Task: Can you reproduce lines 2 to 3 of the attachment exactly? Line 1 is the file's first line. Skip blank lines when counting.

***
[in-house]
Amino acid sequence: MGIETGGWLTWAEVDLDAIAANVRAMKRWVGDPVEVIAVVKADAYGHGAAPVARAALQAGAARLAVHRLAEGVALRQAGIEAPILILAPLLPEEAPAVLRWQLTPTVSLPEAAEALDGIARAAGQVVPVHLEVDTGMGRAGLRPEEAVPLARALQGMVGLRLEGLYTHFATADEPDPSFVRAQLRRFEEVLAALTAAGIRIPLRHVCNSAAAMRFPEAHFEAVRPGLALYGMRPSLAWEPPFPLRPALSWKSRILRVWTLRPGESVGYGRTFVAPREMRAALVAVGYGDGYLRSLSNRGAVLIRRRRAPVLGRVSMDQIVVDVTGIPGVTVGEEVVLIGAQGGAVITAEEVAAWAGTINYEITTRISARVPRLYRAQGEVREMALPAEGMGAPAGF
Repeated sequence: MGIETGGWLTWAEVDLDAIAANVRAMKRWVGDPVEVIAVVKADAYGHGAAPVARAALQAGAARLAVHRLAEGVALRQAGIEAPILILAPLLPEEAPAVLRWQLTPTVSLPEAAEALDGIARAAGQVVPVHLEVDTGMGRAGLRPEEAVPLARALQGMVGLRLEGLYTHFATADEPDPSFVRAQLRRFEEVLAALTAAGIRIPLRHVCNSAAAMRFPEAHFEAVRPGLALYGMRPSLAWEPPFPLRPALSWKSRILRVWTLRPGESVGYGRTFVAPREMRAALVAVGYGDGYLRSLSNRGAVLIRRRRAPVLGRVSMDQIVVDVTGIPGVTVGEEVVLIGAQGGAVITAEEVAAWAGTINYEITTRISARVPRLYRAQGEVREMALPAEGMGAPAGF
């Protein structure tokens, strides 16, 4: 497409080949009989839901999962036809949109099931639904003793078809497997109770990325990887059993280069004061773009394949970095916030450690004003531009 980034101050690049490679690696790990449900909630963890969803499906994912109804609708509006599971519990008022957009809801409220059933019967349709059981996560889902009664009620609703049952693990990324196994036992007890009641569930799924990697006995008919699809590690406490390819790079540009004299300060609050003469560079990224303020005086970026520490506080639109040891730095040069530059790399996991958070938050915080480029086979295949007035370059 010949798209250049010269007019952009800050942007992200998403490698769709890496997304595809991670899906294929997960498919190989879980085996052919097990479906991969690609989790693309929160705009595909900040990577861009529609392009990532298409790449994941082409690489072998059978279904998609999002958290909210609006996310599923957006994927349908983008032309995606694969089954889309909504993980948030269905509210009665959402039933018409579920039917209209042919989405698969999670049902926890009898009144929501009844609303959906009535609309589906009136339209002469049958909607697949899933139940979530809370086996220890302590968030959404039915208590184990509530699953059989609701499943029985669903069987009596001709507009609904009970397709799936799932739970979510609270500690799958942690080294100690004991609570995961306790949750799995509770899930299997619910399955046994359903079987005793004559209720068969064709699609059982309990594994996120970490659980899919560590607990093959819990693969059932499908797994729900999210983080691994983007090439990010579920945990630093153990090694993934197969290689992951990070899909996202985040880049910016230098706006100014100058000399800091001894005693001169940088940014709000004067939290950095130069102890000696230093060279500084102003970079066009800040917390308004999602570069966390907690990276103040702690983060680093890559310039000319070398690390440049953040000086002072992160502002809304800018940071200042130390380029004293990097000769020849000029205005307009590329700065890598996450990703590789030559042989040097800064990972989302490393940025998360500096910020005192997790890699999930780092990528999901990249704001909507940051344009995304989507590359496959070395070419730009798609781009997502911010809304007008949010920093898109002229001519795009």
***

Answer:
Amino acid sequence: MGIETGGWLTWAEVDLDAIAANVRAMKRWVGDPVEVIAVVKADAYGHGAAPVARAALQAGAARLAVHRLAEGVALRQAGIEAPILILAPLLPEEAPAVLRWQLTPTVSLPEAAEALDGIARAAGQVVPVHLEVDTGMGRAGLRPEEAVPLARALQGMVGLRLEGLYTHFATADEPDPSFVRAQLRRFEEVLAALTAAGIRIPLRHVCNSAAAMRFPEAHFEAVRPGLALYGMRPSLAWEPPFPLRPALSWKSRILRVWTLRPGESVGYGRTFVAPREMRAALVAVGYGDGYLRSLSNRGAVLIRRRRAPVLGRVSMDQIVVDVTGIPGVTVGEEVVLIGAQGGAVITAEEVAAWAGTINYEITTRISARVPRLYRAQGEVREMALPAEGMGAPAGF
Repeated sequence: MGIETGGWLTWAEVDLDAIAANVRAMKRWVGDPVEVIAVVKADAYGHGAAPVARAALQAGAARLAVHRLAEGVALRQAGIEAPILILAPLLPEEAPAVLRWQLTPTVSLPEAAEALDGIARAAGQVVPVHLEVDTGMGRAGLRPEEAVPLARALQGMVGLRLEGLYTHFATADEPDPSFVRAQLRRFEEVLAALTAAGIRIPLRHVCNSAAAMRFPEAHFEAVRPGLALYGMRPSLAWEPPFPLRPALSWKSRILRVWTLRPGESVGYGRTFVAPREMRAALVAVGYGDGYLRSLSNRGAVLIRRRRAPVLGRVSMDQIVVDVTGIPGVTVGEEVVLIGAQGGAVITAEEVAAWAGTINYEITTRISARVPRLYRAQGEVREMALPAEGMGAPAGF